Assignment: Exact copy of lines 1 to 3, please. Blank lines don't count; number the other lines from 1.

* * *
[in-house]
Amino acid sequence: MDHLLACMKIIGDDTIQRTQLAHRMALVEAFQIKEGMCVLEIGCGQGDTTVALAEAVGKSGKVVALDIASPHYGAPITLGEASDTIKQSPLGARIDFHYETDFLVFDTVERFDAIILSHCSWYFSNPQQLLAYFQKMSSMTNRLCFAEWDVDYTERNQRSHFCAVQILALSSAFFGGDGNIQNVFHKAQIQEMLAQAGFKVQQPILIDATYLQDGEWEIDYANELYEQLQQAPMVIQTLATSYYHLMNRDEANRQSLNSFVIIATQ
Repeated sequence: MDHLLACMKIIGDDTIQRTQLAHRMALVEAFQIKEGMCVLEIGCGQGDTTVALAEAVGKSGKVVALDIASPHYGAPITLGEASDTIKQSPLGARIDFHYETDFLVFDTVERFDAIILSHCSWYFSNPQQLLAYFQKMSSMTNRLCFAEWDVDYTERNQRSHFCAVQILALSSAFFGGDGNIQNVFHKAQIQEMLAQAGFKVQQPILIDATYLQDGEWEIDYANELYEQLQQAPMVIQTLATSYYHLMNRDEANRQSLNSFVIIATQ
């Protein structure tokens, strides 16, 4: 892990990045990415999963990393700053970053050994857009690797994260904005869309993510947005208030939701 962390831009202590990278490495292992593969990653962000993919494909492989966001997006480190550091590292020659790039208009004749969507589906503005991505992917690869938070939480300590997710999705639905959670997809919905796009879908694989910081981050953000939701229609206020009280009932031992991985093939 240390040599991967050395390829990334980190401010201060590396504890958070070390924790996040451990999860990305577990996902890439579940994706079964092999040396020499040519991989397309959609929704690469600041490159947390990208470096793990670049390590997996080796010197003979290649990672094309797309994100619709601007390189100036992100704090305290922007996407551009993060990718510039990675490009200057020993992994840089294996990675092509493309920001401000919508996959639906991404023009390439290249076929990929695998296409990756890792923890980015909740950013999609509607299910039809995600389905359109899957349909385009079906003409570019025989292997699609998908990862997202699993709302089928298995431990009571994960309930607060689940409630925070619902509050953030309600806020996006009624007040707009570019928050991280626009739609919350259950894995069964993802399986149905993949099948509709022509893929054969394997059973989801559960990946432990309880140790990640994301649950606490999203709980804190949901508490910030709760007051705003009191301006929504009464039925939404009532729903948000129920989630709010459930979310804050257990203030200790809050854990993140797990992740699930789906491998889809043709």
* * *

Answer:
[in-house]
Amino acid sequence: MDHLLACMKIIGDDTIQRTQLAHRMALVEAFQIKEGMCVLEIGCGQGDTTVALAEAVGKSGKVVALDIASPHYGAPITLGEASDTIKQSPLGARIDFHYETDFLVFDTVERFDAIILSHCSWYFSNPQQLLAYFQKMSSMTNRLCFAEWDVDYTERNQRSHFCAVQILALSSAFFGGDGNIQNVFHKAQIQEMLAQAGFKVQQPILIDATYLQDGEWEIDYANELYEQLQQAPMVIQTLATSYYHLMNRDEANRQSLNSFVIIATQ
Repeated sequence: MDHLLACMKIIGDDTIQRTQLAHRMALVEAFQIKEGMCVLEIGCGQGDTTVALAEAVGKSGKVVALDIASPHYGAPITLGEASDTIKQSPLGARIDFHYETDFLVFDTVERFDAIILSHCSWYFSNPQQLLAYFQKMSSMTNRLCFAEWDVDYTERNQRSHFCAVQILALSSAFFGGDGNIQNVFHKAQIQEMLAQAGFKVQQPILIDATYLQDGEWEIDYANELYEQLQQAPMVIQTLATSYYHLMNRDEANRQSLNSFVIIATQ